U.S. Supreme Court Extends Parole Rights for Juveniles Convicted of Murder             

On January 25, 2016, the U.S. Supreme Court decided, 6-3, that its 2012 decision in Miller v. Alabama banning life-without-parole sentences for juvenile killers must be applied retroactively.[1]

Important for the Court was its conclusion that the earlier decision had been grounded on the diminished culpability of all juvenile offenders, who are, the Court said, immature, susceptible to peer pressure and capable of change. Very few, the opinion said, are incorrigible. But as a general matter the punishment was out of bounds. As a result, a court, upon petition by such a prisoner, must hold a re-sentencing hearing in order to give the petitioner “the opportunity to show their crime did not reflect irreparable corruption; and, if it did not, their hope for some years of life outside prison walls must be restored.” Alternatively the state could make them eligible for parole without a hearing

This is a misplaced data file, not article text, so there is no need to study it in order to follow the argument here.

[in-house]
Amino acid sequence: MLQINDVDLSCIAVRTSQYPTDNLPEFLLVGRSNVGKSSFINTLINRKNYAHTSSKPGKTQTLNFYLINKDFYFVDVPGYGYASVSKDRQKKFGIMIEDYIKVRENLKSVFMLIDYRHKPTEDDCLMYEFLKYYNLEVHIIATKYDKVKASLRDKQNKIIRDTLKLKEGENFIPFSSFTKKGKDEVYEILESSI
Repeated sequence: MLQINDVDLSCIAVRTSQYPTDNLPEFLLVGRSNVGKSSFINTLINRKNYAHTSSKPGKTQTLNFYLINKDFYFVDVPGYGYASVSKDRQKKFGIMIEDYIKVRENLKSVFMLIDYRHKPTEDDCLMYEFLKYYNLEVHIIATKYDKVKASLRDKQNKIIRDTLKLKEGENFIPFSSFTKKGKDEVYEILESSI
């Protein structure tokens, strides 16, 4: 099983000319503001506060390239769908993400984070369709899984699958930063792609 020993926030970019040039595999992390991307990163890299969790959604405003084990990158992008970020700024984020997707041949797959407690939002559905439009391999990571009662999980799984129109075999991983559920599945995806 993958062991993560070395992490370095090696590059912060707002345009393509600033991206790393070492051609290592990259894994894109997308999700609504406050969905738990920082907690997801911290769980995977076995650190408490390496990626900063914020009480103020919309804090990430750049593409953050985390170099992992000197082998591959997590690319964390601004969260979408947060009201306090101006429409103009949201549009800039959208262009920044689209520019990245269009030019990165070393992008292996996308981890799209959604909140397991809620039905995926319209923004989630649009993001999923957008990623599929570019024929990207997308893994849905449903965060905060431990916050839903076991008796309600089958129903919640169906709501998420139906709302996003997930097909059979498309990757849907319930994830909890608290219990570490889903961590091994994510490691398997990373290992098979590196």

Henry Montgomery, the petitioner in the instant case, was 17 when he committed the murder and now is 69 in a Louisiana prison. The Court’s opinion said there was evidence that he deserved to be released, describing “his evolution from a troubled, misguided youth to a model member of the prison community” and noting that he was a coach on the prison boxing team, had worked in the prison’s silk-screen program and had offered advice to younger inmates.

The opinion for the Court was written by Mr. Justice Anthony Kennedy and was joined by Chief Justice Roberts and Justices Ginsburg, Breyer, Sotomayor and Kagan. Dissenting were Justices Scalia, Thomas and Alito.

Bryan Stevenson was the successful attorney for the petitioner in the 2012 case, Miller v. Alabama, which is discussed in Chapter Fourteen of his book, Just Mercy.[2] Although he was not the attorney for the petitioner, Montgomery, in the case decided today, Stevenson did submit an amicus curiae brief supporting Montgomery on behalf of the Equal Justice Initiative on Behalf of Dozens Sentenced to Die in Prison When They Were Children.